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USF looks for consistency on offensive line

Published: Monday, September 17, 2012

Updated: Monday, September 17, 2012 22:09



Senior running back Demetris Murray said the team’s inablity to establish the run in a loss to Rutgers was self-inflicted, and something that will be fixed before they return to the field.

Three weeks into the season, it seems as if the only reliability from the USF football team’s offense has been the absence of a traditional running game.

While senior running back Demetris Murray leads the team with 38 carries, senior quarterback B.J. Daniels carried the brunt of the team’s running game in its two games in BCS competition, against Nevada and Rutgers.

In those two games, Daniels led the team in carries with 26 and rushing yards with 121. Coach Skip Holtz said he has seen an uncharacteristic performance from his offensive line.

“We only had about 20 called runs (Thursday night) because we really weren’t able to do anything,” Holtz said. “It wouldn’t bother me as much if it was all physical, but there were a lot of mental breakdowns, uncharacteristic from what we had been doing all week. In practice you block in a certain front, and then you go out there in the game and it’s like everything was forgotten.”

Murray, who leads a rushing attack that ranks 91st in the nation at 129.7 yards per game, said a few simple changes can prevent the Bulls from becoming one-sided on offense.

“After watching film from our last game, we really left a lot of things on the field,” Murray said. “When you go around and people say the running game isn’t working, or it’s not doing anything, that’s not true. We’re just beating ourselves, we’re not dotting the i’s and crossing the t’s. Once we start doing that we’ll be a little better.”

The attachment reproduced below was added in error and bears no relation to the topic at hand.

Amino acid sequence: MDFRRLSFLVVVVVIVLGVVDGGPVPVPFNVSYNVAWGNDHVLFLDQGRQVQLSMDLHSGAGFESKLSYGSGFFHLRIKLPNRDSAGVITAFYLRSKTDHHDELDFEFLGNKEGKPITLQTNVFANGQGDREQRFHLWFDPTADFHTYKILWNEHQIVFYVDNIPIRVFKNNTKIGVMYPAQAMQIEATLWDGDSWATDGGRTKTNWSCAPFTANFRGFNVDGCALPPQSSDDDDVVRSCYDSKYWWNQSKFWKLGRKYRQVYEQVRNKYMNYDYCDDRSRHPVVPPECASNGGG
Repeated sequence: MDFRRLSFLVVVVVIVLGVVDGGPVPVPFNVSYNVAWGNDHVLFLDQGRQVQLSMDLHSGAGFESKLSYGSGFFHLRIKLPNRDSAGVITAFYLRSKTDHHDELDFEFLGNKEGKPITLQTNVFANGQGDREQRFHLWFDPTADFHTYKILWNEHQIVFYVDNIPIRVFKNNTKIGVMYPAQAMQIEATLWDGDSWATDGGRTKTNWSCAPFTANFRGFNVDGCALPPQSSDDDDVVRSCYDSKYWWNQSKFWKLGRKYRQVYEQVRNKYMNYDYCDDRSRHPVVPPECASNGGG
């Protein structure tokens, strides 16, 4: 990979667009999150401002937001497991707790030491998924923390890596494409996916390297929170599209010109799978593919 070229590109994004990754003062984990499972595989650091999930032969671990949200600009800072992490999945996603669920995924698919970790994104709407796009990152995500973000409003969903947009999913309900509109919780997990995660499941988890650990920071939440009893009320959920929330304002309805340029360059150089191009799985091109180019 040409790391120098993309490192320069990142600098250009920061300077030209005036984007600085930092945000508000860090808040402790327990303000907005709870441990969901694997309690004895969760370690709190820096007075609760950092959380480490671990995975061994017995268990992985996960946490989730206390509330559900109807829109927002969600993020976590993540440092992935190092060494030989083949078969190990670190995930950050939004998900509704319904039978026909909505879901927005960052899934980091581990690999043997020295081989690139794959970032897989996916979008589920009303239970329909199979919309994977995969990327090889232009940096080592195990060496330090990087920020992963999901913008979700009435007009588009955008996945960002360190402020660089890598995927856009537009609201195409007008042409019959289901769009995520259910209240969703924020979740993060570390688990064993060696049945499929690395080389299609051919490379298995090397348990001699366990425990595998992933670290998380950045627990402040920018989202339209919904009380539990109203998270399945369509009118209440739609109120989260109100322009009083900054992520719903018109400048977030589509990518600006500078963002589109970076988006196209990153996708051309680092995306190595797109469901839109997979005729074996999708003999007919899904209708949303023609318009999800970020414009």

Senior offensive tackle Mark Popek, a point of stability on an offensive line that has seen multiple starters at both tackle positions, said the youth and lack of experience — with three underclassmen starters — may have contributed to the rough start.

“I think with a team like Rutgers it takes experience,” he said. “And, I think for the younger guys, there’s a lot of mental breakdowns and mistakes that hurt us. We just weren’t focused enough to do well, and that was apparent.”

While Daniels was not sacked in the loss to Rutgers, he was continuously under pressure, running the ball 15 times and frequently being forced to throw from out of the pocket. Holtz said the lack of protection contributed to Daniels’ three-interception night.

“When the pocket is there, I think B.J. usually did a good job of staying in it, but the pocket just wasn’t there,” he said. “We’re being a little unfair to him, asking him to play quarterback when there’s so much pressure
on him with just a four man rush, they don’t even have to bring a blitz.”

With the characteristically tough and physical defenses of the Big East awaiting the Bulls after two non-conference games, Murray said the offensive line is aware that it needs to establish consistency in both run and pass blocking.

“After the loss, in practice, they came out focused, with a chip on their shoulders,” he said. “They were aggressive and hitting hard...we can’t keep telling them ‘come on, let’s do this, let’s go’ — they know what they need to do, they’re blue collar guys, they work and that’s what they’re going to do.”

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